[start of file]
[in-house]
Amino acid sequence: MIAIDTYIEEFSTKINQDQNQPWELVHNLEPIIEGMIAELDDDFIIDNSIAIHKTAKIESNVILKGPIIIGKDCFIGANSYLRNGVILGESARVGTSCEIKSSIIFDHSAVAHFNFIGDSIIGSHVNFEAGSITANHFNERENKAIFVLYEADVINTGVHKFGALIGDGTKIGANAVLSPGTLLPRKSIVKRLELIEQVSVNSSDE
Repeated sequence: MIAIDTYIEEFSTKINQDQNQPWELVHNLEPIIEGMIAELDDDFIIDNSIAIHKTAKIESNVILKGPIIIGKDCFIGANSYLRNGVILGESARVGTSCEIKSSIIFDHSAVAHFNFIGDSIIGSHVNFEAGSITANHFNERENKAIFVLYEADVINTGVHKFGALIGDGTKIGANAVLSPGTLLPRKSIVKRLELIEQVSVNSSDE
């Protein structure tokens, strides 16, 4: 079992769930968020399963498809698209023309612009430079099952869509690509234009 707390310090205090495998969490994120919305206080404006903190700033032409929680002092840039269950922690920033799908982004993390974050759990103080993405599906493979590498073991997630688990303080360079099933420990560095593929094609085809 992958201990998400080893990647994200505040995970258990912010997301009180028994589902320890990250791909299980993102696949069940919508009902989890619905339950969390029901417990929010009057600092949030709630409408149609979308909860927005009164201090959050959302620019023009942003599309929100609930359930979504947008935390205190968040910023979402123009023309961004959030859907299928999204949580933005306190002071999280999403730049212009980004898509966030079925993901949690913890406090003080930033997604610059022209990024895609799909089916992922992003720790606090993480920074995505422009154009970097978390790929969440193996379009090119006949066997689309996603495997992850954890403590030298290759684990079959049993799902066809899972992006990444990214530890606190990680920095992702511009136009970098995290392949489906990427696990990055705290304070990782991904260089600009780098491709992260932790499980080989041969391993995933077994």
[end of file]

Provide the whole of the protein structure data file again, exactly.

[in-house]
Amino acid sequence: MIAIDTYIEEFSTKINQDQNQPWELVHNLEPIIEGMIAELDDDFIIDNSIAIHKTAKIESNVILKGPIIIGKDCFIGANSYLRNGVILGESARVGTSCEIKSSIIFDHSAVAHFNFIGDSIIGSHVNFEAGSITANHFNERENKAIFVLYEADVINTGVHKFGALIGDGTKIGANAVLSPGTLLPRKSIVKRLELIEQVSVNSSDE
Repeated sequence: MIAIDTYIEEFSTKINQDQNQPWELVHNLEPIIEGMIAELDDDFIIDNSIAIHKTAKIESNVILKGPIIIGKDCFIGANSYLRNGVILGESARVGTSCEIKSSIIFDHSAVAHFNFIGDSIIGSHVNFEAGSITANHFNERENKAIFVLYEADVINTGVHKFGALIGDGTKIGANAVLSPGTLLPRKSIVKRLELIEQVSVNSSDE
């Protein structure tokens, strides 16, 4: 079992769930968020399963498809698209023309612009430079099952869509690509234009 707390310090205090495998969490994120919305206080404006903190700033032409929680002092840039269950922690920033799908982004993390974050759990103080993405599906493979590498073991997630688990303080360079099933420990560095593929094609085809 992958201990998400080893990647994200505040995970258990912010997301009180028994589902320890990250791909299980993102696949069940919508009902989890619905339950969390029901417990929010009057600092949030709630409408149609979308909860927005009164201090959050959302620019023009942003599309929100609930359930979504947008935390205190968040910023979402123009023309961004959030859907299928999204949580933005306190002071999280999403730049212009980004898509966030079925993901949690913890406090003080930033997604610059022209990024895609799909089916992922992003720790606090993480920074995505422009154009970097978390790929969440193996379009090119006949066997689309996603495997992850954890403590030298290759684990079959049993799902066809899972992006990444990214530890606190990680920095992702511009136009970098995290392949489906990427696990990055705290304070990782991904260089600009780098491709992260932790499980080989041969391993995933077994």